As the above analysis reveals, while it has taken some steps forward, BC has not yet acted in the same cohesive and coordinated manner that Ontario has in its support of the renewable energy sector in this province.  In particular, the fact that a pronounced and comprehensive multi-fuel source feed-in tariff for BC has not been proclaimed is one of the greatest differences between BC and Ontario.  In my view, this is the principal reason why Ontario today is attracting considerable investment in green energy, while BC waits on the sidelines.  The BC government would be wise to examine and learn from the Ontario green energy experience if it truly wants to become a renewable energy powerhouse.

Renewable energy is a very important topic in BC. I welcome  your comments and/or suggestions. Feel free to make a direct comment on the blog below and I will post them in due course. 

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Clean Power Call, Port Electrification and Ontario's First Nations Green Energy Funding

Clean Power Call Update
On August 24, BC Hydro provided an update to its Clean Power Call. According to the update, BC Hydro will now call on the proponents to assess the status of their consultations with First Nations to date, effectively delaying the EPA awards under the Clean Power Call. The decision to review First Nations consultation stems from the two decisions made by the BC Court of Appeal last February in the Carrier Sekani Tribal Council v. B.C. (Utilities Commission) and Kwikwetlem First Nation v. British Columbia (Utilities Commission). Additional information on this new requirement will be posted on BC Hydro's Clean Power Call website as it becomes available. Also in the update, BC Hydro "anticipates that any EPA awards will occur in the Fall of 2009", which is a welcomed hint of certainty to the renewable energy industry and the billions of investment dollars waiting for the results of the Clean Power Call.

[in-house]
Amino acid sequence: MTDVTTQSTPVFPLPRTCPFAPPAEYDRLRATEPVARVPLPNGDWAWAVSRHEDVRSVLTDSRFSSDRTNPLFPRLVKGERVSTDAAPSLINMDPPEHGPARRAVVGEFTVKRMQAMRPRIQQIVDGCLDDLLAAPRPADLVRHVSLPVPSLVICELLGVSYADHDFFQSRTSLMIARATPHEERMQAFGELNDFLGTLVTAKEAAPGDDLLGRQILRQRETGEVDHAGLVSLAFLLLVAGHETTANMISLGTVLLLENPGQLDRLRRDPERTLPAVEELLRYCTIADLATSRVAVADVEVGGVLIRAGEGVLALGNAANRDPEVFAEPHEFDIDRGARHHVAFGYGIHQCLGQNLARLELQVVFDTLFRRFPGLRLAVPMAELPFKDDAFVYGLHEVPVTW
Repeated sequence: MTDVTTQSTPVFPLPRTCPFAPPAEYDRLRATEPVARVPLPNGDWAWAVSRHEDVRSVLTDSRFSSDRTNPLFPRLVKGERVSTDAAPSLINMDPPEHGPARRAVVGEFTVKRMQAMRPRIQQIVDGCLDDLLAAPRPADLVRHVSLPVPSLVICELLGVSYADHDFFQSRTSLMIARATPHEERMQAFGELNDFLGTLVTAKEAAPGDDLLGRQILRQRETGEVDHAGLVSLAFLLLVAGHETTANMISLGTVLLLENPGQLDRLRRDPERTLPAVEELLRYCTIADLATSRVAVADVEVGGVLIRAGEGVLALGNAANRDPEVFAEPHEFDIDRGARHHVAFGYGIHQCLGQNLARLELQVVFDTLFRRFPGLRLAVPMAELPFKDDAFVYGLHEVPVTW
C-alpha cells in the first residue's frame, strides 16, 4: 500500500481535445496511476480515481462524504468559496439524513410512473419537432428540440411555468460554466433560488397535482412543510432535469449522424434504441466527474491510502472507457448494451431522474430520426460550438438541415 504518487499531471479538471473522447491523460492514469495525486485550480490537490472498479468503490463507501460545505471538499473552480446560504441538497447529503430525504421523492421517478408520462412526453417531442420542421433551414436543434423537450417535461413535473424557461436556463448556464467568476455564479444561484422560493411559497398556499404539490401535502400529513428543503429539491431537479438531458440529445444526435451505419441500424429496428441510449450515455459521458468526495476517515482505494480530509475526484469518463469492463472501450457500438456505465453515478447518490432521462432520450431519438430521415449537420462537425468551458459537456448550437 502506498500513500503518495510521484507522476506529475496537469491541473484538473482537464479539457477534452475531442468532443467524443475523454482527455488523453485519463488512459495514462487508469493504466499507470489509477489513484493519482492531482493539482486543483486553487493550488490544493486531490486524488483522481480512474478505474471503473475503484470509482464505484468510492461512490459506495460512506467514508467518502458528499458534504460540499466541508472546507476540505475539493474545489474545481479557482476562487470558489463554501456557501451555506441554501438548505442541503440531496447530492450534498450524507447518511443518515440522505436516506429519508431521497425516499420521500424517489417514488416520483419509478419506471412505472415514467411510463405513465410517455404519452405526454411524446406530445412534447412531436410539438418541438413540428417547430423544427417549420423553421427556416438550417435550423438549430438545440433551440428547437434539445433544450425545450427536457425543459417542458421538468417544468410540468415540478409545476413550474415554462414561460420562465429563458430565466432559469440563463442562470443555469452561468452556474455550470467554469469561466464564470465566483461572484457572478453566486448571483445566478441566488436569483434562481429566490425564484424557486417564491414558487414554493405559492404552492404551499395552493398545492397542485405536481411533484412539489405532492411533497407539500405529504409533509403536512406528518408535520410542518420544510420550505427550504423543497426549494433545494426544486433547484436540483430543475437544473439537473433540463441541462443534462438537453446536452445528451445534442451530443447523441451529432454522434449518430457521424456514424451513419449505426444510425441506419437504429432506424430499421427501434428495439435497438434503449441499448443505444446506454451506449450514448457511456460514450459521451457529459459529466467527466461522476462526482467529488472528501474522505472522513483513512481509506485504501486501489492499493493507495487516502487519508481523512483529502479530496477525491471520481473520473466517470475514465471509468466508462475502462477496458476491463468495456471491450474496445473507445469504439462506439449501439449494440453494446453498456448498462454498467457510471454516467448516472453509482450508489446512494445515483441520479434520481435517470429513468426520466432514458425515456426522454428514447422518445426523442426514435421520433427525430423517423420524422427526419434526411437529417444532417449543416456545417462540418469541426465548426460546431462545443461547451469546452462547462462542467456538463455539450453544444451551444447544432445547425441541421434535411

Port of Vancouver Goes Electric
It was announced this week that the Port of Vancouver is now able to provide direct electricity hook-ups to cruise ships, making it only one of three ports in the world (Juneau and Seattle) with such capability. Now when a cruise ship docks in the Port of Vancouver, instead of running the diesel engines for power, it be able to plug into the BC electricity grid, which is supplied for the most part by renewable energy. This is great news in the battle to reduce greenhouse gas emissions (it will reduce GHG emissions by 39,000 tons annually) and certainly a boost to the renewable energy industry in the Province. It is also another step towards making Vancouver one of the world's greenest cities. Kudos to the partnership between the federal and provincial governments, Holland America Line, Princess Cruises, BC Hydro and the Port of Vancouver.
Ontario's New First Nations and Renewable Energy Programs
The Ontario Government announced today that is launching two new programs for First Nations and Metis communities interested in developing and owning renewable energy facilities, such as wind, solar and hydroelectric projects. Under the $250 million Aboriginal Loan Guarantee Program, Aboriginal communities will be eligible for loan guarantees from the Ontario Government to assist with equity participation in renewable energy generation and transmission projects. The Aboriginal Energy Partnerships Program is designed to build capacity and participation by providing funds for community energy plans, feasibility studies, technical research and developing business cases and create an "Aboriginal Renewable Energy Network". Ontario is showing tremendous leadership in the area of green energy these days, and these two new Aboriginal programs will certainly be welcomed by the renewable energy industry as a means to facilitate more Aboriginal participation in green energy projects, which is a good thing.


BC Throne Speech - A Major Boost For Green Energy

Today, the Lieutenant-Governor of British Columbia delivered the Speech from the Throne (click to read) to open the 2009 Legislative Session: 1st Session, 39th Parliament of the BC Legislature.

For BC's renewable energy sector which has been looking for a new commitment from the BC Government, the Throne Speech was most definitely that.